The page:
Every Thursday, TMINE reviews two movies, carefully avoiding infringing a former mobile phone company’s trademarked marketing gimmick
Cinemas are open again, but there ain’t a lot on at the moment – although I’m going to see the new Bill and Ted this afternoon, so that’s something to look forward to for the next Orange Thursday. Until then, it’s a momentary fall back to the streaming services for Orange Thursday, as we take in two movies available on Netflix.
The first is another of Netflix’s attempts to create a movie franchise of its own, The Old Guard (2020), while the other is the latest, somewhat franchise-ruining entry in the Jurassic World series: Jurassic World: Fallen Kingdom (2018).
See you after the very un-Netflix ads and the trailers.
The Old Guard (2020)
Available on Netflix
A group of mercenaries, all centuries-old immortals with the ablity to heal themselves, discover someone is onto their secret and they must fight to protect their freedom.
The last time Netflix tried to build itself a movie franchise, it decided to ask Michael Bay to do it and gave him a big pile of money to do it with. Big mistake. The result was practically unwatchable and frequently unpleasant if you did watch it.
With The Old Guard, Netflix has taken a slightly better approach. For starters, it’s gone with a superhero franchise (of sorts) and approached the homme du comic book jour for the source material and even the screenplay: Greg Rucka, one of the top and best writers in the medium, whose work is starting to see a lot of TV and movie adaptations at last (cf Stumptown).
And the result is pretty good, much smarter but considerably less hyperkinetic than 6 Underground was.
The Old Guard is basically Highlander, with the hokeyness, romance and romanticism amputated. It sees Charlize Theron playing one of a group of immortal warriors who have come together over the millennia not to cut each others’ heads off but to help people in trouble. If they get killed, maimed or anything else, they heal back in a few minutes right as rain and carry on their mission.
Of course, everyone else dies, resulting in a considerable amount of mopeyness about the loneliness of immortality.
However, like one of those dodgier episodes of the first season of Highlander, someone’s spotted that there are immortals and has decided to try to learn the secret of their abilities – and wants to do some experiments on them to achieve this, whether they like it or not.
Meanwhile, it turns out immortality isn’t always permanent and there’s a new immortal in town (KiKi Layne) who needs to learn the ‘old guard’s ways’ – and who could help with this new problem.
There can be more than one
Unlike Highlander with its many flashbacks to past times, The Old Guard is firmly fixed on the present, with our plucky band of immortals globe-trotting to London, Paris and other exotic locales. There’s the occasional hint that Theron was a Scythian warrior and may be the inspiration for the Homeric Amazon Andromache, but largely, tales of the immortals’ past stem from old photos and newspaper clippings – or lengthy exposition for the newbie.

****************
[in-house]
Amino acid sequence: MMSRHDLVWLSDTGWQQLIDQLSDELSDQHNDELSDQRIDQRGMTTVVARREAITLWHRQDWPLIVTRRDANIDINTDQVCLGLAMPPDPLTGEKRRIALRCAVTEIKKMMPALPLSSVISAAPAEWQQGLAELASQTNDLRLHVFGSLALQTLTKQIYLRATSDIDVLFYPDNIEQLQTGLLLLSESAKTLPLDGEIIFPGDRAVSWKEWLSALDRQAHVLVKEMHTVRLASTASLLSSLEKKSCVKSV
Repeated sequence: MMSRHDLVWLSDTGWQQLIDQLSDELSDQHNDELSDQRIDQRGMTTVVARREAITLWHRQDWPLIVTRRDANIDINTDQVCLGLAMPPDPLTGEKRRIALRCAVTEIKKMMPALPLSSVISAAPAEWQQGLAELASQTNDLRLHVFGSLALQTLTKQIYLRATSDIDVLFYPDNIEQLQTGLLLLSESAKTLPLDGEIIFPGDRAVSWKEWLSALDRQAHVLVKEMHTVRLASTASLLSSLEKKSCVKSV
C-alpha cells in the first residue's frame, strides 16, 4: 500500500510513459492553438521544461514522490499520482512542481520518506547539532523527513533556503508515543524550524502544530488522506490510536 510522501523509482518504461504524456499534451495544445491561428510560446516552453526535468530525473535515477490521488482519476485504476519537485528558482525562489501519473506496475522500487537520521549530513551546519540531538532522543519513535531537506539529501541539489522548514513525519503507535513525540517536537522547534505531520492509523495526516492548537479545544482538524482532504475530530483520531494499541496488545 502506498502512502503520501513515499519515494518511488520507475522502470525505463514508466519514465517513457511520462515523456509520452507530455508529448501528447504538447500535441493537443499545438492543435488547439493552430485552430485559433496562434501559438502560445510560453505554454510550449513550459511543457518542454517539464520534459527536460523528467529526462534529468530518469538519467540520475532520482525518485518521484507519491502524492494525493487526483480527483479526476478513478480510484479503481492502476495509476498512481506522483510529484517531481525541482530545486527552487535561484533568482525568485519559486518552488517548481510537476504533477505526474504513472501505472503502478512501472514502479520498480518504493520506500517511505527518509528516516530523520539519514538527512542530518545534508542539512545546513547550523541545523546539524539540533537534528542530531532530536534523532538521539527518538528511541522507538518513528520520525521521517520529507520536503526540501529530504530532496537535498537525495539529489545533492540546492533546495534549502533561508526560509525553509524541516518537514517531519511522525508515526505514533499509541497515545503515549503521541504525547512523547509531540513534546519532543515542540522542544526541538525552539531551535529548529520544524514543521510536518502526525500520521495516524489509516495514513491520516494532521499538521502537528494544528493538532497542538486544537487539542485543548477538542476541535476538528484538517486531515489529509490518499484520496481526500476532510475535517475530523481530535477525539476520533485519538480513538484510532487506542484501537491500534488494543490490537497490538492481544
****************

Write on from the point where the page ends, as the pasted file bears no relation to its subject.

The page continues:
Interspersed with the somewhat dull bad guys – an evil, OTT British CEO/scientist and his ex special forces security – twirling their moustaches but in a very sophisticated way, there are some pretty decent, efficient fight scenes, as our heroes demonstrate what hundreds of years of practice can do for you. Newbie’s reluctance to immediately jump into a murderous lifestyle is also refreshing and there’s a surprisingly touching gay romance going on, too.
However, the movie’s biggest problem is that it’s clearly angling for more movies. The whole thing is an introduction to a story that’s going to run and run, you’d suspect. Highlander (1986) at least was a closed movie and ran through a very fixed character arc and a very fixed plot; here, it’s largely just foundational work for future adventures, with a very obvious couple of end scenes designed to set that all up and give us a new big bad to worry about.
Nevertheless, what we get, if a little too obsessed with medical experiments for its own good, is at least enjoyable, reasonably challenging – and made me want to watch Highlander again.
Jurassic World: Fallen Kingdom (2018)
Available on Netflix and Amazon
After a volcano eruption proves to be a threat for the dinosaurs, Owen and Claire reach the defunct Jurassic World, a theme park, to save the animals from extinction.
There comes a point in every franchise where there’s a temptation for it to go up its own backside. Rather than coming up with new ideas, it begins to feed on itself and its own mythos, forgetting what made it a good idea and popular in the first place. And it gets stupid.
Arguably, that happened pretty much straight away with the Jurassic Park franchise, and with the Jurassic World reboot, we’re seeing it happen again with Jurassic World: Fallen Kingdom.
Like dinosaurs in a theme park? Tough, what you really wanted, it turns out, is lots of discussions of genetic experimentation, dinosaurs being auctioned off on the black market, hybrid dinosaurs, business power struggles and all your favourite characters turned into idiots.
But then again, the villains are idiots, too, so what does it matter: (spoiler alert) let’s bring the dinosaurs to our own house and stick them in the basement! Genius!
All of these problems are compounded by the movie lacking both fun and excitement. It’s dull. You’d never think watching dinosaurs could be dull, but it is.
The movie does have some merits. Jeff Goldblum appears for about a minute (yay!) and it does make you care about the dinosaurs, at least – indeed, many of the dinosaurs are more interesting characters than Chris Pratt’s and the one scene that will stick with you afterwards involves a poor, sad diplodocus. But this makes Jurassic Park 2 seem like a top bit of work, rather than the disaster it was. Avoid.